Studying abroad is one of the scariest, most nerve-wracking yet exciting and rewarding experiences ever. If you are going abroad to study, then you know what that’s about! Leaving home is never easy. Partly because of the people, the memories attached, and just the feeling of being at home. But also, because once you leave something behind, it’s tough to get it back. So, here’s our ultimate study abroad checklist for students!
Here are some things you need to know before studying abroad – tips and tricks
You need to know and decide upon some basic details like
- Which country do you want to go to?
- Which university do you want to go to?
- Which course do you want to take?
- The course fees
- The faculty who will be teaching you
- The exact location of the university
- The state and city in which the university is located in
- The cost of living in that city
- The weather and climatic conditions of that place
- The culture of that place
- If there are any people from your own culture or ethnic background residing in that place
- The most famous landmarks in the city
- the languages that are spoken there
- the most common modes of transport
- the most famous stores for particular categories like groceries, clothes, books, etc.
- most accepted and used modes of payment
- Which phone plan do you have to take, Find out if your local provider has international plans, if not, right upon landing, sort out a local plan and get one immediately, always have a backup in case something happens to your communication networks. In a new and foreign place, it’s important for you to feel safe and secure
- The cost of wi-fi, electricity, and water
- The banking, budgeting, financing, currency, and other details
find out with your bank what their charging fee is, the currency exchange rate between the currency of your country and the one you’re moving to, and the monetary system of the country you’re moving to
- Always find out the emergency contact details such as the police number, the firefighter’s number, the ambulance number, helpline numbers, etc. Be prepared for all and any emergencies that you may have to face
- Find out beforehand what electronic devices and applications you may have to need. Check if your course or university has any mandatory electronic possession requirements or if any electrical appliances can make your home life easier
- Always be prepared for any culture shock that you may have to face. Sometimes the culture in the place you’re moving to maybe the exact opposite of the place you’re coming from. For example, while in the US it is considered rude not to tip waiters and waitresses, in Japan, it is considered rude to do so. Read up about the culture beforehand, and always keep an open mind towards things and learn if someone offers to correct you or help you.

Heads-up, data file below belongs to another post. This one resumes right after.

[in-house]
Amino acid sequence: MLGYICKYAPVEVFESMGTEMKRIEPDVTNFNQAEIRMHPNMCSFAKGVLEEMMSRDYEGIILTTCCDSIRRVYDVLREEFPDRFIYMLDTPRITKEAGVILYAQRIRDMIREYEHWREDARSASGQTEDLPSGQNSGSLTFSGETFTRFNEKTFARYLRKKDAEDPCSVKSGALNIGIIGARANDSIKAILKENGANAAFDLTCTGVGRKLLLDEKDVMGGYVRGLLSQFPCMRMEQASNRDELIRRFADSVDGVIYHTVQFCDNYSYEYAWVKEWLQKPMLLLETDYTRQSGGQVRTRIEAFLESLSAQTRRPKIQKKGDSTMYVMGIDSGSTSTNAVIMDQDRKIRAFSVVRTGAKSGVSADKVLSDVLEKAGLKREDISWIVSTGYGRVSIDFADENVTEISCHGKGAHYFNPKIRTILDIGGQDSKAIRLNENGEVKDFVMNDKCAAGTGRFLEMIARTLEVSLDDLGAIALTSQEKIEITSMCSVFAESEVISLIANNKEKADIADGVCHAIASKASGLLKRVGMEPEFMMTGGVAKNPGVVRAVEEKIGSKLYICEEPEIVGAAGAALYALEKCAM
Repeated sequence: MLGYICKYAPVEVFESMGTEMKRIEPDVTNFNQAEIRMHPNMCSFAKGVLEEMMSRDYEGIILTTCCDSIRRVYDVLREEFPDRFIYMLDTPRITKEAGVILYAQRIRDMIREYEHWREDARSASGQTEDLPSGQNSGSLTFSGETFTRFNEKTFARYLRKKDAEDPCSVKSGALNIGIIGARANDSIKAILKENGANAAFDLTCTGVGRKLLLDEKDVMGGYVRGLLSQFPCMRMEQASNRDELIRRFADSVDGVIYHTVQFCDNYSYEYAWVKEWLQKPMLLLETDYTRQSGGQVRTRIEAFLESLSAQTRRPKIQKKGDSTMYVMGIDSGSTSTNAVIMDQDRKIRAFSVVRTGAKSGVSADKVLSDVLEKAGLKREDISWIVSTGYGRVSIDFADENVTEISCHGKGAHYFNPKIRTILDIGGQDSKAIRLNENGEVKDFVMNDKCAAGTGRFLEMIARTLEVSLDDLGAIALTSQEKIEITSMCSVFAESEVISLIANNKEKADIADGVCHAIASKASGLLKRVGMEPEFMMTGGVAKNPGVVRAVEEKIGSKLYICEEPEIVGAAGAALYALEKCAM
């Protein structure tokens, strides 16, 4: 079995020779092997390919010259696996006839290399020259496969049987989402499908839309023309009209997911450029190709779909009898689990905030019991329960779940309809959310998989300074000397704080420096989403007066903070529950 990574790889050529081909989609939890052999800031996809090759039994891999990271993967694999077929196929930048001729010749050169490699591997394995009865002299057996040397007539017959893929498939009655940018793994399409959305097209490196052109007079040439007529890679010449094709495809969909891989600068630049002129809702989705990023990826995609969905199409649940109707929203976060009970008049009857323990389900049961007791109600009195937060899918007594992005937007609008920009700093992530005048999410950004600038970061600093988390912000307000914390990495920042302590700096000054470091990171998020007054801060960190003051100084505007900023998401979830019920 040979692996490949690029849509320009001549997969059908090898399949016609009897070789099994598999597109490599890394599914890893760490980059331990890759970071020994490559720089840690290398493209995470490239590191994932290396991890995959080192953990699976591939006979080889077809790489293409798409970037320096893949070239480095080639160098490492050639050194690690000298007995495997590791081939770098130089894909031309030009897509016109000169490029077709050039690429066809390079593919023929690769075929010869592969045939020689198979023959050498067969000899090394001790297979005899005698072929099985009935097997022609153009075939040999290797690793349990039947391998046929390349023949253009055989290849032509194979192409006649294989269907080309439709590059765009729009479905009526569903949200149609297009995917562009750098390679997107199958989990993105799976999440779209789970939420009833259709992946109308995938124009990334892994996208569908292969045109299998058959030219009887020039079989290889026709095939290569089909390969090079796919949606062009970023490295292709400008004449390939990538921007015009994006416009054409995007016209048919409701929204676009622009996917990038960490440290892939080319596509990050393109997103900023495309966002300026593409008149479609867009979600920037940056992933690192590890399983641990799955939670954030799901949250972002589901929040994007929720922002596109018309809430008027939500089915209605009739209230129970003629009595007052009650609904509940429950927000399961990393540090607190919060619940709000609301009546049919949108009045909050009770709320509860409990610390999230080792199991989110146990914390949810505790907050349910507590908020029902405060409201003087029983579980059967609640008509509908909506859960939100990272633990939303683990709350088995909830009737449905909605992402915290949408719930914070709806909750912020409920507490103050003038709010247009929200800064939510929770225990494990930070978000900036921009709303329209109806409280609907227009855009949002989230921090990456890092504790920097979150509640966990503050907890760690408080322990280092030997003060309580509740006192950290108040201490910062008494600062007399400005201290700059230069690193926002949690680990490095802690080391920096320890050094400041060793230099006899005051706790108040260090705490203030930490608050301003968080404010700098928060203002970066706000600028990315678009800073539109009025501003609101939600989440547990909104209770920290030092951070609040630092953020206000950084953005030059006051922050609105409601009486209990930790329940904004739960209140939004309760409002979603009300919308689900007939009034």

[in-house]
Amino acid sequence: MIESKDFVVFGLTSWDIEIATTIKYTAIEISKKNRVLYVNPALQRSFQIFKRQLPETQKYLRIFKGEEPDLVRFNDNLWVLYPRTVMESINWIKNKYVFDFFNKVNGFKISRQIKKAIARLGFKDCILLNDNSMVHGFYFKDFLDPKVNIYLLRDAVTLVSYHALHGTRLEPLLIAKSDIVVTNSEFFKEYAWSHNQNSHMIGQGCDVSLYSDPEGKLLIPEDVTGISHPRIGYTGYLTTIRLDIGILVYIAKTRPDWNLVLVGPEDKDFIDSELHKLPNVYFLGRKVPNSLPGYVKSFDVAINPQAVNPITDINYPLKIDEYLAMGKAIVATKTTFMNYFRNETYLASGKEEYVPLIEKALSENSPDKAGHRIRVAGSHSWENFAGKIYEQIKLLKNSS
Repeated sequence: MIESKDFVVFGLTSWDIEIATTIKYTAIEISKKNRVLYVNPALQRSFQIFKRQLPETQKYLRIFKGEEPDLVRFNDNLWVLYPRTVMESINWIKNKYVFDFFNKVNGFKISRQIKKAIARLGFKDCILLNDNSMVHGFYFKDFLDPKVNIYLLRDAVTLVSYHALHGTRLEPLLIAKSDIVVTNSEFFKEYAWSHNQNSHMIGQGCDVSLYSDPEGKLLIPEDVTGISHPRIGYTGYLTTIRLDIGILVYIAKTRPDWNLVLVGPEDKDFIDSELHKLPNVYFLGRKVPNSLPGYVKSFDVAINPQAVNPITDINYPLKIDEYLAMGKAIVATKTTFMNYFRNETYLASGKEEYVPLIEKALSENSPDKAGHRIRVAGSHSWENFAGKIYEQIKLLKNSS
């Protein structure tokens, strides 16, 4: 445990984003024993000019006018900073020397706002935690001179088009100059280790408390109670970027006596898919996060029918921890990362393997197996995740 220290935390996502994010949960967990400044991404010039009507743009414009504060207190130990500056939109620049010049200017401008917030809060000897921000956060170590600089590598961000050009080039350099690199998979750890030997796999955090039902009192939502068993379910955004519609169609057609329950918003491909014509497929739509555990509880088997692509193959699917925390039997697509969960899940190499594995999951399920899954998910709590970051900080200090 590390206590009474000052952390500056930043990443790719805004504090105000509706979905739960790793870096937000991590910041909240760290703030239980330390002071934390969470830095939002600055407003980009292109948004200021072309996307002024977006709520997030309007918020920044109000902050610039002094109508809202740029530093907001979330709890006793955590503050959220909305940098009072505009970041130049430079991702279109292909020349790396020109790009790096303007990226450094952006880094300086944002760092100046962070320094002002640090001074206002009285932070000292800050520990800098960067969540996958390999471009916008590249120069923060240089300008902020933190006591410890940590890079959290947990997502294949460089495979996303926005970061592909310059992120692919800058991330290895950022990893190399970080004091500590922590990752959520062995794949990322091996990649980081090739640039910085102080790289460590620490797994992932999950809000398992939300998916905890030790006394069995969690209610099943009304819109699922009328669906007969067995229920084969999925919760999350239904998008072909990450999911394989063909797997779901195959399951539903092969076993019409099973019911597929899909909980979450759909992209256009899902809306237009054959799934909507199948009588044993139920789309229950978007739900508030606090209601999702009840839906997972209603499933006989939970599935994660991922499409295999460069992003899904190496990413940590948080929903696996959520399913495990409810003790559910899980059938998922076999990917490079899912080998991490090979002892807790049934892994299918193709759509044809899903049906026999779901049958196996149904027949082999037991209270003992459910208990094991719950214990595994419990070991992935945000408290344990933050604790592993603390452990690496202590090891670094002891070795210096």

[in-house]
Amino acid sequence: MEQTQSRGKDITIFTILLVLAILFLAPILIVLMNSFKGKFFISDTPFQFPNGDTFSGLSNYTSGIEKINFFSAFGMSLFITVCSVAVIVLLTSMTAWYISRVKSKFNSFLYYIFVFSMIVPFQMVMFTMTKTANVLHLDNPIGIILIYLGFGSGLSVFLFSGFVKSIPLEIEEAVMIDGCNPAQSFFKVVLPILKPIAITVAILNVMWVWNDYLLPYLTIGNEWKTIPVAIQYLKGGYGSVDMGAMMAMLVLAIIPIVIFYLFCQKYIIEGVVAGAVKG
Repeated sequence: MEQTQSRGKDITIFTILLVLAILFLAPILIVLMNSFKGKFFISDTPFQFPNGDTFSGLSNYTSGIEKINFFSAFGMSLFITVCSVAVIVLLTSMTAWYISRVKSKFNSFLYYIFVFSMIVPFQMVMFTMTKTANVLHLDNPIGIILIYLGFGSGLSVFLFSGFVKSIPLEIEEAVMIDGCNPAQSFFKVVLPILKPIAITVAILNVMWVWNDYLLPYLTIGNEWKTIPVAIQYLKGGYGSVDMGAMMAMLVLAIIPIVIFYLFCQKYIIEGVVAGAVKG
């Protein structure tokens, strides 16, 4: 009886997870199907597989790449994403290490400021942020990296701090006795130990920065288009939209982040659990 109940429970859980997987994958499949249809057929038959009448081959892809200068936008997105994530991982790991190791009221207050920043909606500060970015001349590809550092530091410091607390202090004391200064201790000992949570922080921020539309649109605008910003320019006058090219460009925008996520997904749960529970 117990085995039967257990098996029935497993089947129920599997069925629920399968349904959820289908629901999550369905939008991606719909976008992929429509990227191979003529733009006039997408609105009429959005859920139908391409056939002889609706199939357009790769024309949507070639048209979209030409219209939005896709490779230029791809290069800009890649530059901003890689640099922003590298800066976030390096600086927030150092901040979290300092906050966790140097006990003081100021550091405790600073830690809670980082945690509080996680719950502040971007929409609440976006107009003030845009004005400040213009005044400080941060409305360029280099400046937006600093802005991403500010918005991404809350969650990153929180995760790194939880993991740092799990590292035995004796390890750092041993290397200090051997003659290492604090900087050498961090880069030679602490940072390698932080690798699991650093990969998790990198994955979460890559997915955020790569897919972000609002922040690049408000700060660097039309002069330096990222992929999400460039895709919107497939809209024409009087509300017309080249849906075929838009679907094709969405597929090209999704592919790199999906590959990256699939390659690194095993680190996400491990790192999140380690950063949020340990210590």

- Make sure to have all your paperwork and documentation ready beforehand and keep them all in one safe place
- Register with the government and provide them with some basic emergency details so that in case anything happens, they’re always on the lookout for you
- Organize your flight tickets, visa, passport beforehand. Check with your airlines and learn about their baggage weight policy. If you have extra luggage, confirm with them and pay the extra amount beforehand to save yourself from last-minute stress
- If you have friends, family, or other known people staying in or close to the place you’re going to shift to, keep them updated on your whereabouts, at least during the first few months until you’re all settled down
- If you’re freaking out and getting anxious because everything is new, know that it is common and okay to feel that way
- Be careful with the friends you make, and always remember that making good friends takes time
- If you’re feeling way too homesick and lonely, try getting to know your neighbors, the people who work in nearby restaurants or grocery stores. Connect with people in parks, libraries, gyms, or other clubs if you decide to join any. Always have some activity to distract you or help you cope with those feelings. Keep a journal, read books, watch movies, connect with your family and old friends back at home, make new connections in your new home city, or develop new hobbies, interests, and skills.
- While ordering food or during other times, student IDs can save you some money. A lot of places abroad offer discounts for students.
- Always prefer to go by public transport because it saves you time and money. It also ensures safety.
- Be prepared for theft, pick-pocketing’s, and creepy encounters. Always keep your belongings safe, have your phone fully charged, and be aware and cautious when in public.
- Always check for the entry requirements for your course. Check if you get your credits if your college scores and your SAT/ TOEFL/ IELTS/ ACT scores are accepted.
- Keep a lookout for available scholarships
Create a Study abroad checklist and have it with you at all times. Keep many copies of the same To-Do list if you want to be reminded of what you need to do.
Study abroad checklist
- Student Visa
- Finances required bank statements, cash, wallet
- Required academic documentation and proofs
- Required identity proofs
- Health and vaccines certifications, history records
- International Student Identity Card
- Travel Insurance
- Language test scores, guide books, dictionary
- Emergency kit
- Required toiletries
- Required clothing (take into account the weather and pack accordingly)
- Electrical devices, chargers
- Extra bags just in case
With this, you’re all set to go! We hope you’ve found this guide useful. Wishing you all the best in your journey! Bon Voyage!